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In this subject, students will engage with the pressing issues facing justice and community organisations, locally and internationally. Focusing on the intersections between the global and the local, students will be introduced to frameworks regarding state crime, structural justice and institutional reform and be expected to apply them to real problems identified by community and government organisations. Through both research assignments and the preparation of briefs for these community agencies, students will practically engage with the question of how research can contribute to meaningful change and structural justice.
Intended learning outcomes
On successful completion of this subject, student should:
- Demonstrate familiarity with a range of approaches to structural injustice and structural and institutional change;
- Be able to apply this knowledge to real-life social and legal problems;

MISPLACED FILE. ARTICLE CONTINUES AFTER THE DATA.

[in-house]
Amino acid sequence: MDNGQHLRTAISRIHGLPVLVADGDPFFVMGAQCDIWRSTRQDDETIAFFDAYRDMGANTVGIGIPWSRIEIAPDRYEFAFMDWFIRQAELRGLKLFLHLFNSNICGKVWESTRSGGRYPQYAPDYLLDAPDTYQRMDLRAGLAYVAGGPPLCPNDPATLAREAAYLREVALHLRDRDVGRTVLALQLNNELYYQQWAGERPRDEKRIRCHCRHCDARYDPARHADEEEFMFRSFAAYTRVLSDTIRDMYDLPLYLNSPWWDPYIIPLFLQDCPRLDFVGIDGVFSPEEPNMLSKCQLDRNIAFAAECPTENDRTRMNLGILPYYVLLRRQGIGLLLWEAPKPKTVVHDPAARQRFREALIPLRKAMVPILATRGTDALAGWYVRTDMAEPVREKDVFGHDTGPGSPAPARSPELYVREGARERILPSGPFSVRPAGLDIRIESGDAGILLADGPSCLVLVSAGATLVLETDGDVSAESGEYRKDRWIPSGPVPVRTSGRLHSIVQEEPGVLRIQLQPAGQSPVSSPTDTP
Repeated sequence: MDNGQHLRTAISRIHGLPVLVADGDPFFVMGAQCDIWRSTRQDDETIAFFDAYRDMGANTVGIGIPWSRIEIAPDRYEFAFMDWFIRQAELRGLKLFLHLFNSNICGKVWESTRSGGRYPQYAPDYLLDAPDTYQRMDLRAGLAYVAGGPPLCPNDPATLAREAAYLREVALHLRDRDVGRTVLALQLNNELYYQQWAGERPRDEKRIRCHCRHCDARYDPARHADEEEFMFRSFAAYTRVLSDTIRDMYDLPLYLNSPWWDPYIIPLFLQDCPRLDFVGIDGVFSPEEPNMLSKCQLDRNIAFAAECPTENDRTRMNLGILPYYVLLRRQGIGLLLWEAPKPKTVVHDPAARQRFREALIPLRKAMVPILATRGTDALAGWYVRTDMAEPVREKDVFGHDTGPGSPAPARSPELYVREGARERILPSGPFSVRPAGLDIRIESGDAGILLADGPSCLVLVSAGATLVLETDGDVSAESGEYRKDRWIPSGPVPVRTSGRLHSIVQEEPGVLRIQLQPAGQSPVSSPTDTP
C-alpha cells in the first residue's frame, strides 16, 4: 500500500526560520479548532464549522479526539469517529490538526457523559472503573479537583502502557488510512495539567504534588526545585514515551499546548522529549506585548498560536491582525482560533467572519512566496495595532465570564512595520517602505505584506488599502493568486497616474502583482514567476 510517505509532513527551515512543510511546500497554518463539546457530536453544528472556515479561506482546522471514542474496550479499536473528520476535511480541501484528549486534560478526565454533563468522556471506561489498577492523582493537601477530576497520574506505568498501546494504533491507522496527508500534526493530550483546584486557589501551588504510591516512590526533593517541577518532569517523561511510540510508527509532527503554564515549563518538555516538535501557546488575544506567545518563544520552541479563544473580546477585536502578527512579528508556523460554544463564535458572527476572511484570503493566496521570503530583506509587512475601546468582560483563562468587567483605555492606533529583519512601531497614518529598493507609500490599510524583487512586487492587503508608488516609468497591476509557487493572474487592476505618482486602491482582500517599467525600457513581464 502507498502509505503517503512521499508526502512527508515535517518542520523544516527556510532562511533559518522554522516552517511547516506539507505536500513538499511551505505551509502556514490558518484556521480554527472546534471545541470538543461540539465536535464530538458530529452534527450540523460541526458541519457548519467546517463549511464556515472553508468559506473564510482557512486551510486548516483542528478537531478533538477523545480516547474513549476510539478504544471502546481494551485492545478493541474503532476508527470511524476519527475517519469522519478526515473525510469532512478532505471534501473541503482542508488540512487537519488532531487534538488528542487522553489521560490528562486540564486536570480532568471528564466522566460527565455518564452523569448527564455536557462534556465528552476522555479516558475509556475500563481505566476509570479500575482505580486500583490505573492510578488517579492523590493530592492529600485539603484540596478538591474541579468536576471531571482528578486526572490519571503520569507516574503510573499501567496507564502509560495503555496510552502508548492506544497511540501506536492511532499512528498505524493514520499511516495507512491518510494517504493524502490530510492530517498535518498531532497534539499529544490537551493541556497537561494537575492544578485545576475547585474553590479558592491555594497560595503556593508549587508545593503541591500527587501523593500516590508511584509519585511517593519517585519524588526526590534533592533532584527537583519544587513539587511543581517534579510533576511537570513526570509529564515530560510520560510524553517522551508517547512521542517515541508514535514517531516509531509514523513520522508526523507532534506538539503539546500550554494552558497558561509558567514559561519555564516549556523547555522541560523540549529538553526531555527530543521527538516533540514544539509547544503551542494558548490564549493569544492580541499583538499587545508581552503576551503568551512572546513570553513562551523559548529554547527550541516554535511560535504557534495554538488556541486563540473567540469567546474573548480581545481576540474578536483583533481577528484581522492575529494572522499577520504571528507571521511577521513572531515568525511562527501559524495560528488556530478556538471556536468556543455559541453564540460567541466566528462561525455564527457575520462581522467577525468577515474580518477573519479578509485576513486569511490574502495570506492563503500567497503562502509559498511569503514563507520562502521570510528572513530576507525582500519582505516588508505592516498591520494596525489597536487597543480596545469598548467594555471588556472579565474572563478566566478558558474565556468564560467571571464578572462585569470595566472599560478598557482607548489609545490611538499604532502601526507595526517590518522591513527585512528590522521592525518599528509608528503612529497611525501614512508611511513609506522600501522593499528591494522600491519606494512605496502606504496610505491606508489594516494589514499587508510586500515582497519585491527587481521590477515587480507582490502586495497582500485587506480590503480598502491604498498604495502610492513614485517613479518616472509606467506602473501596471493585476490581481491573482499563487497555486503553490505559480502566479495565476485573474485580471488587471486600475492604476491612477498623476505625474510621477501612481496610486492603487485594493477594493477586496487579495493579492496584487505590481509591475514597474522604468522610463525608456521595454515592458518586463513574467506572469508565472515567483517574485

- Be able to formulate new approaches to structural and institutional reform;
- Be able to effectively communicate these approaches to participating agencies;
- Possess a critical understanding of the potential contribution of research to social and structural change.
On completion of this subject students should:
- have highly developed cognitive, analytical and problem-solving skills;
- have an advanced understanding of complex concepts and the ability to express them lucidly in writing and orally;
- have sophisticated awareness of cultural, ethnic and gender diversities and their implications;
- have an ability to plan work and to use time effectively.
Last updated: 31 October 2023